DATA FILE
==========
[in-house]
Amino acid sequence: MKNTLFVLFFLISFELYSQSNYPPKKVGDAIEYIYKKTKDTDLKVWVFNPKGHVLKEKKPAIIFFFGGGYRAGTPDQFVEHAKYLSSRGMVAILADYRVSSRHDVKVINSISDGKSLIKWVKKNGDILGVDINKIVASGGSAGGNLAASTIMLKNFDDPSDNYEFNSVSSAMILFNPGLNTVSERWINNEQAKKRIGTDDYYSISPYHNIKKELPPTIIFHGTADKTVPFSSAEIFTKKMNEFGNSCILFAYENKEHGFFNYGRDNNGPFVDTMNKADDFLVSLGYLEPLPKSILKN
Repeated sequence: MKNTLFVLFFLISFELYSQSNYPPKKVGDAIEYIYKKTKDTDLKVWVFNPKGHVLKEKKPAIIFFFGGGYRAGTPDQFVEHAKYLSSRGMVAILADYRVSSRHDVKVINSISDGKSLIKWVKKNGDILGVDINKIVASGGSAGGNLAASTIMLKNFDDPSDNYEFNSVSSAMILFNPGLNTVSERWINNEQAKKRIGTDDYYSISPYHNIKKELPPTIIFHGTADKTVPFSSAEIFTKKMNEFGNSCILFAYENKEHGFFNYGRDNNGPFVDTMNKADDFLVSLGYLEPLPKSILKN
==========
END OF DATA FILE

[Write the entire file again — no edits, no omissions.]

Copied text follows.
[in-house]
Amino acid sequence: MKNTLFVLFFLISFELYSQSNYPPKKVGDAIEYIYKKTKDTDLKVWVFNPKGHVLKEKKPAIIFFFGGGYRAGTPDQFVEHAKYLSSRGMVAILADYRVSSRHDVKVINSISDGKSLIKWVKKNGDILGVDINKIVASGGSAGGNLAASTIMLKNFDDPSDNYEFNSVSSAMILFNPGLNTVSERWINNEQAKKRIGTDDYYSISPYHNIKKELPPTIIFHGTADKTVPFSSAEIFTKKMNEFGNSCILFAYENKEHGFFNYGRDNNGPFVDTMNKADDFLVSLGYLEPLPKSILKN
Repeated sequence: MKNTLFVLFFLISFELYSQSNYPPKKVGDAIEYIYKKTKDTDLKVWVFNPKGHVLKEKKPAIIFFFGGGYRAGTPDQFVEHAKYLSSRGMVAILADYRVSSRHDVKVINSISDGKSLIKWVKKNGDILGVDINKIVASGGSAGGNLAASTIMLKNFDDPSDNYEFNSVSSAMILFNPGLNTVSERWINNEQAKKRIGTDDYYSISPYHNIKKELPPTIIFHGTADKTVPFSSAEIFTKKMNEFGNSCILFAYENKEHGFFNYGRDNNGPFVDTMNKADDFLVSLGYLEPLPKSILKN